Leaving Planet Korea changed my life. The linguistic, cultural, academic, and financial hardships have broadened my perspective and have helped me to grow beyond the boundaries of what is familiar. Though I may face numerous obstacles in my path, these past four years have taught me that I can find a way. Through my experience as an alien, I have begun to find gratitude and hope in the midst of hardship and to pay attention to what is often missed by others. Like a lotus flower, I have learned to discover threads of sunlight in the darkness of muddy waters.

Mustafa1991 8 / 373 4  
Dec 5, 2009   #2
It's pretty good. The anecdotes you provide resonate deeply and the essay does not crack open or even stagnate in any paragraph.
OP dbsqudtlr 4 / 22  
Dec 6, 2009   #3
Any more advices/ feedbacks please?
OP dbsqudtlr 4 / 22  
Dec 6, 2009   #4
Would someone please give me some more advice?
Thank you!
jjeff 4 / 9  
Dec 6, 2009   #5
Wow, I thought that was pretty well written! Every sentence was very captivating and illustrative!

Not many things to change as far as I can see.

First sentence: "I Am an Alien. On Planet America, lacking a nine-digit number imposes an alien status upon me."
I'm not 100% sure if that is grammatically correct. Perhaps "I Am an Alien on Planet America, lacking a nine-digit number that imposes an alien status upon me."

"This frequently- asked question pierces my heart like a tiny, sharp, invisible needle."

Just wondering, how long did that take you to write?

Once again, good job!
-Jeff
Melgib 1 / 3  
Dec 6, 2009   #6
Having first hand experience with English classes overseas, I can tell you that writing at this level is remarkable for only 4 years of living in the U.S. . The essay does a good job in justifying itself for whatever purpose you intend to use it. Don't worry that it maybe a common topic, these are your experiences and you have the right to share them.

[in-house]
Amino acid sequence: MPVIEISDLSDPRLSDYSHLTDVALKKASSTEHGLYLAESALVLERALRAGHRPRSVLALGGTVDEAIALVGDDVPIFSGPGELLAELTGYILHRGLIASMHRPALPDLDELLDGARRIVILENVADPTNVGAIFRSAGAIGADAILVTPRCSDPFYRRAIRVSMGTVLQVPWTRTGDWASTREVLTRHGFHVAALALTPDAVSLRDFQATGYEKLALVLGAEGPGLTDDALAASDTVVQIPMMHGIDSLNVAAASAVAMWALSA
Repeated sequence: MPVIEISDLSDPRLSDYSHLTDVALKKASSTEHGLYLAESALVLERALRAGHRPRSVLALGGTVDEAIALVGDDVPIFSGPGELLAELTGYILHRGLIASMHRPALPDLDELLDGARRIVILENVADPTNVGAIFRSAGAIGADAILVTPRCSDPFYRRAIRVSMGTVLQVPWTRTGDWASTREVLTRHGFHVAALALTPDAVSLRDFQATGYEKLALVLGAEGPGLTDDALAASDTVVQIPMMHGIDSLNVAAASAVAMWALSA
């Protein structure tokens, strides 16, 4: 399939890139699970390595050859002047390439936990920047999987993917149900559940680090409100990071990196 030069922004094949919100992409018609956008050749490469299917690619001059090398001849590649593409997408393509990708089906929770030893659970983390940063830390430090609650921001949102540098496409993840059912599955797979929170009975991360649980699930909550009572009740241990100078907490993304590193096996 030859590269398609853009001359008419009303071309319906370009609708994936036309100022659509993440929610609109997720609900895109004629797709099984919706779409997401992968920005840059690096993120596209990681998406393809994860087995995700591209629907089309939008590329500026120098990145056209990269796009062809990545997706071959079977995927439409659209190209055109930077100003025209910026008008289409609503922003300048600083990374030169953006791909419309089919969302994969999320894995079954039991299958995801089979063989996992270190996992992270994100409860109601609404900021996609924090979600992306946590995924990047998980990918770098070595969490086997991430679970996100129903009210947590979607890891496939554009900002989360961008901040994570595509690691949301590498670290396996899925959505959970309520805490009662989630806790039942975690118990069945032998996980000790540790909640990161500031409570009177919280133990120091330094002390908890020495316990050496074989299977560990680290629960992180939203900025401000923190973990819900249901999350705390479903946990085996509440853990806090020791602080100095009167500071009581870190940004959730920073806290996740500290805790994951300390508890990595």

OP dbsqudtlr 4 / 22  
Dec 6, 2009   #7
Writing the first draft didn't take too long...I actually wrote it late at night one day :p
but, I had some of my friends edit it :) I think that really helped.

A.S.H.: thank you very much for the compliment :) but I am sure that there are a lot of international students that excel at writing :P... But I'm going to give my best nonetheless!

Good luck!
EF_Kevin 8 / 13,337 129  
Dec 7, 2009   #8
I think tellers might be better:
...or the condescending glances of bank tellers.

You sure do have a title that catches my attention. I like it.

This below is nice detail, too.

At school, I see a nervous Chinese man delivering a box of General Tso's Chicken. He is unrecognized by the students and faculty passing by, but I understand and give him a warm smile.
OP dbsqudtlr 4 / 22  
Dec 8, 2009   #9
Hello, Kevin :)
Could you please take a look at my other essay titled "Shower Dreams?"
A lot of people say that it's not the right way of presenting myself while others around me say they like it. I think I understand both argument, but I think a solid answer from a moderator/contributor will help me make a better decision.